If you want to be taken seriously, then it's a good idea to do a footwear course, it's an even better idea to write as business plan, it's an excellent idea to visit a trade show and do some networking.
I'm updating my website to include and education and jobs section - I'll be quizzing entrepreneurs and asking them advice and sharing it with you.
Good luck with your New Years Resolutions!

Wednesday, 1 December 2010

A shoe design that totally sucks!

Introducing the Foki shoe, first ever vacuum cleaning shoes, put them on and vacuum your house! They totally (and literally) suck!

I'd imaging anyone looking at you through the window whist you were wearing/using these would be in their rights to wonder what on earth you were up to in there, because I reckon they must make for some bizarre and creative movements around the back of the couch & by the coffe table in order to ensure you get every last bit of dust up.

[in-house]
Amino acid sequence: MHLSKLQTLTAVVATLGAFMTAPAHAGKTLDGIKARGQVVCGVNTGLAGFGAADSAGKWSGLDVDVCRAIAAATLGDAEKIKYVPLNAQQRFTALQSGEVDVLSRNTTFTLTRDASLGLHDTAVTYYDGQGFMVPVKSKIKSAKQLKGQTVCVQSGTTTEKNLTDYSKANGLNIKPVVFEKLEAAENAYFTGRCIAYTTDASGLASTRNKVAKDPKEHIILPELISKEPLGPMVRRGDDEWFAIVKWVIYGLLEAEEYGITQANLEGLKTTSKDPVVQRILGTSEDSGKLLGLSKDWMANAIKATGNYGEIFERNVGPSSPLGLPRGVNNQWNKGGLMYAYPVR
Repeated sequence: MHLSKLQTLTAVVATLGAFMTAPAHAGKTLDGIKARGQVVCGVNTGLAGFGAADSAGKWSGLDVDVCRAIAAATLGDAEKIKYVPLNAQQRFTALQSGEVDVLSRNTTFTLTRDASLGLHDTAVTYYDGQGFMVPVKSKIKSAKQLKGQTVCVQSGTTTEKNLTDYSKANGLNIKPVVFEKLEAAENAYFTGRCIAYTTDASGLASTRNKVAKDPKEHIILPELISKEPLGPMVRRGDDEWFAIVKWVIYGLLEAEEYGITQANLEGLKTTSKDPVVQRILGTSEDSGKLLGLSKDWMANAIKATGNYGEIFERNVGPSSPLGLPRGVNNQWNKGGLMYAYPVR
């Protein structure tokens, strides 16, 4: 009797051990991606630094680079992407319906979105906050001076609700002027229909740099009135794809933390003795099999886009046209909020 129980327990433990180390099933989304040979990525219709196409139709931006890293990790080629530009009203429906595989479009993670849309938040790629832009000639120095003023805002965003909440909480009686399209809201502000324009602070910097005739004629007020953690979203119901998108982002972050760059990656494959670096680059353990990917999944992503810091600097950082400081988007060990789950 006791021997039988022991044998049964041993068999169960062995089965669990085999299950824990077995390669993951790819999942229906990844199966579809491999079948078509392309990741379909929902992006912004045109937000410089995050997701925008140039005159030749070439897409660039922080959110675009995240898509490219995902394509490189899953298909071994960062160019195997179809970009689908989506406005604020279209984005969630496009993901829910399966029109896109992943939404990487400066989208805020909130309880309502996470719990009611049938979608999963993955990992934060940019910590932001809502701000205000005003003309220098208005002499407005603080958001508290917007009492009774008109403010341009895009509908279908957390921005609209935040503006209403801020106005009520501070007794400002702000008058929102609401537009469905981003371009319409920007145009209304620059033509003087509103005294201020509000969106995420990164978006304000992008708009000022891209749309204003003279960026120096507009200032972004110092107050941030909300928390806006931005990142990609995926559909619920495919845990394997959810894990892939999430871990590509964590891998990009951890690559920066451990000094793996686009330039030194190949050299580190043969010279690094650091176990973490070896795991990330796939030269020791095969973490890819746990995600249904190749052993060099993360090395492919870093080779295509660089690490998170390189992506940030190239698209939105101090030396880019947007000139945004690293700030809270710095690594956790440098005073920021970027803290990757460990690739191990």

All we need now is for the inventor to design a version for dogs to wear, then my dog can clear all his dog hair up after himself, now that would be progress!
and the spelling pedant in me would like to point out to that it is footwear not footware - we are talking shoes here, not pots n' pans!

Thursday, 25 November 2010

Selfridges Shoe Galleries - where are our new designers?

Ok, I admit it, I wasn't at all quick of the mark visting the new Shoe galleries at Selfridges, infact I was positively slow! In these days of the internet, the need for me to get out and look at shoes in shops isn't quite as pressing.